The Pearl Summary

The Pearl by John Steinbeck's


John Steinbeck's 1947 novella is a kind of parable about how the things we think we want desperately can actually sometimes destroy our lives when they come to pass. Steinbeck introduces us to a young family of indigenous Mexicans who make a living pearling. Kino, his wife Juana, and their baby son Coyotito live in a poor village on the edge of a fairly prosperous town called La Paz. Their lives are simple, and poor, but in the opening of the pages the family seems extremely content with their lives. However, things change when Coyotito is stung by a scorpion in a freak accident, and the extent of the deprivation they suffer from being poor, uneducated, and indigenous becomes obvious.

Because of their son's size Juana and Kino are terrified that he might succumb to the scorpion sting without medical intervention. Juana desperately screams for someone to fetch the doctor, but Kino and the other residents point out that the doctor has never come to the village, and even if someone attempted to ask him to come, he would not. Juana decides that if the doctor will not come to Coyotito, she and her husband will have to take their son to the doctor. They take with them everything they have of value: eight small misshapen seed pearls. The doctor is unimpressed, and pretends to be called out on an emergency.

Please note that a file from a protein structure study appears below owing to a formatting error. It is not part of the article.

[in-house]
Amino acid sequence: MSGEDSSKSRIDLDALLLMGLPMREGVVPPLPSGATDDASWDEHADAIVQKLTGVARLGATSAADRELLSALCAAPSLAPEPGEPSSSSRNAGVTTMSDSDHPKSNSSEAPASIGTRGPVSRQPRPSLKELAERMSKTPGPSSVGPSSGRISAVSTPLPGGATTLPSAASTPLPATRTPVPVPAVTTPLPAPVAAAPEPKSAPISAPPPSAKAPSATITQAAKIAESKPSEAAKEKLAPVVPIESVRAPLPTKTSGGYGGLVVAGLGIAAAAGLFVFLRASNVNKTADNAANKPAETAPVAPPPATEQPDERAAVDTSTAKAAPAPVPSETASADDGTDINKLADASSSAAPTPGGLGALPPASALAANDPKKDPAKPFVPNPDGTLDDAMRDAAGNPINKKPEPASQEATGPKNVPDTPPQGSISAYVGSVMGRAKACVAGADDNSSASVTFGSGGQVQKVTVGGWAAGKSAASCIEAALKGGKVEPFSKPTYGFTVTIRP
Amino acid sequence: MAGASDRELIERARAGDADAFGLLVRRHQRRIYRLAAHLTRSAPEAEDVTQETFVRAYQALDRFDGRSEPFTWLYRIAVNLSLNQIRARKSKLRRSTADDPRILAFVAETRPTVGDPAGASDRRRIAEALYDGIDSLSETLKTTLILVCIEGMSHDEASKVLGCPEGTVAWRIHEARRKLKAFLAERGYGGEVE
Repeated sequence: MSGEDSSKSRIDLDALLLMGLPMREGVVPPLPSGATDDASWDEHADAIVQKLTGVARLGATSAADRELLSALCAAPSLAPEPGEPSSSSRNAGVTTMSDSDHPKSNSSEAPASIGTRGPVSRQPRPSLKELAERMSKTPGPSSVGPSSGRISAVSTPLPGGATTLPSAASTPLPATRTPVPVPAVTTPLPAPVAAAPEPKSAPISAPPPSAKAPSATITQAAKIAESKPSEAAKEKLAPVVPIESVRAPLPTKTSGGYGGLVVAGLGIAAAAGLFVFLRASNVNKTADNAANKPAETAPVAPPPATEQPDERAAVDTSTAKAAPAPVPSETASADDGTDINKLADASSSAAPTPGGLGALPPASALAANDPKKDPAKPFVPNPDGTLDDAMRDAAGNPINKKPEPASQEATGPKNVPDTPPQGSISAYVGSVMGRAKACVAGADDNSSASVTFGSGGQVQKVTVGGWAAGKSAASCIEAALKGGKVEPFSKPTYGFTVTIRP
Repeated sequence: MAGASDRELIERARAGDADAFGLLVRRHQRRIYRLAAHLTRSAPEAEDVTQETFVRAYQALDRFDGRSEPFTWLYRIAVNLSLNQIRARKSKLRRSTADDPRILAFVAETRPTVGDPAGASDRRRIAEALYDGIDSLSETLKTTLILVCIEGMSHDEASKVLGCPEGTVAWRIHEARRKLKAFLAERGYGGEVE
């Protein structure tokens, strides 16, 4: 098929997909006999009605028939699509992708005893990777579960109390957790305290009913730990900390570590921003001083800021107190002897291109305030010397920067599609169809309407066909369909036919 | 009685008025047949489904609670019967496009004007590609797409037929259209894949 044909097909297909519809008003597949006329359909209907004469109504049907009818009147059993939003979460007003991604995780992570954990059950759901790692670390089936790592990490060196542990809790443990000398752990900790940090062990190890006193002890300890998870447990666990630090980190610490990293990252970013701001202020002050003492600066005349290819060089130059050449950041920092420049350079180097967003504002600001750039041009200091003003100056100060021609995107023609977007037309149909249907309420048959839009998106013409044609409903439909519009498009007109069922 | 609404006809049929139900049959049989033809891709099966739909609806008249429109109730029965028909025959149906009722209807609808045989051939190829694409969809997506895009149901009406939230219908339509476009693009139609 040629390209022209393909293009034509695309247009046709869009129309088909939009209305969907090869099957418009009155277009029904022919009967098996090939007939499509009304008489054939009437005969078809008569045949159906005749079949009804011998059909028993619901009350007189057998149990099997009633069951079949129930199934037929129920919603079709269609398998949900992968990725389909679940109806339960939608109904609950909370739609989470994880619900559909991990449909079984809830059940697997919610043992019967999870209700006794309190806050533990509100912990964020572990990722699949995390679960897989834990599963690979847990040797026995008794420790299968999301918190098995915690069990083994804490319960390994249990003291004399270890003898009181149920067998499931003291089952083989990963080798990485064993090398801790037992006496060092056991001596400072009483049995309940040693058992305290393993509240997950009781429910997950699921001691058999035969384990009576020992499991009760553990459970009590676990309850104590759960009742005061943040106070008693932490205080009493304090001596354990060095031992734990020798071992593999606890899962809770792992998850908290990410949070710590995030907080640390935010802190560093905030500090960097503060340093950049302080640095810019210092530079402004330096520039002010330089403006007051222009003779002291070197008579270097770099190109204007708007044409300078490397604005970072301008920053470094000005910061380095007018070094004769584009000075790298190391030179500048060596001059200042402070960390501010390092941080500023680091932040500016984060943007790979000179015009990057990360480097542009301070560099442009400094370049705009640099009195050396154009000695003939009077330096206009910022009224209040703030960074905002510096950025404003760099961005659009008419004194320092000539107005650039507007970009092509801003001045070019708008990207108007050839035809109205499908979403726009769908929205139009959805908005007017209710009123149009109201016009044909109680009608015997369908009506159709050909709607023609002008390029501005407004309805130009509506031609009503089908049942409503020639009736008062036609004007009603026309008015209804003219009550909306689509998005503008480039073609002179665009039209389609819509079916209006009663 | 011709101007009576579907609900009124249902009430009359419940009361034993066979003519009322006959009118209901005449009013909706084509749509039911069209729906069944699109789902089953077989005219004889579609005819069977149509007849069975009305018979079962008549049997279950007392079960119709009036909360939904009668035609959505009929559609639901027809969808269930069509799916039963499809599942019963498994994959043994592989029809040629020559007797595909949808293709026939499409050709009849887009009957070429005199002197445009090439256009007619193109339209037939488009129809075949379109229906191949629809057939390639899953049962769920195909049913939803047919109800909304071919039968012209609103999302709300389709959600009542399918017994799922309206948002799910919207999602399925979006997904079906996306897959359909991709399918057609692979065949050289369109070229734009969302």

In hopes that they might find a pearl worthy of the doctor's attention, Kino and Juana immediately begin searching for a better pearl. While Juana prays in the canoe, Kino dives for oysters. Eventually, he finds one that is set apart from the rest, it is larger, and cleaner than the other oysters, and for some reason Kino has a good feeling about what might be inside. What he and Juana find are outside of their wildest expectations. It is a pearl bigger than anything ever found in the area.

Word about Kino's pearl spreads very quickly. Everyone in the town, everyone in the village, even complete strangers, start to imagine how they themselves could benefit from Kino's good fortune. Before long the town Priest visits the little village, something he never does, specifically to subtly pressure Kino to donate heavily to the church. Kino has his own plans for the money though, specifically; he hopes to give his son, Coyotito a good education. He would also like to officially marry his wife in a church. He would like to buy a rifle. His desires are quite modest, given his gains.

Others in La Paz have more sinister ideas. The doctor who refused to treat Coyotito only the day before arrives. He does not mention that he has heard anything about the pearl, he says only that he heard that they have a baby who was stung by a scorpion. When Kino tells him that his son is nearly back to normal, the doctor lies to them and says that the baby could still be deathly ill. Not knowing any better, Kino allows the doctor to "treat" his child. The doctor administers a white powder to the baby as a "cure", but Coyotito soon begins to go down hill. The doctor is able to miraculously "cure" the baby and asks for payment. He is no doubt hoping that the family is naïve enough to simply hand the pearl over, but Kino tells him that he will pay him once he sells it.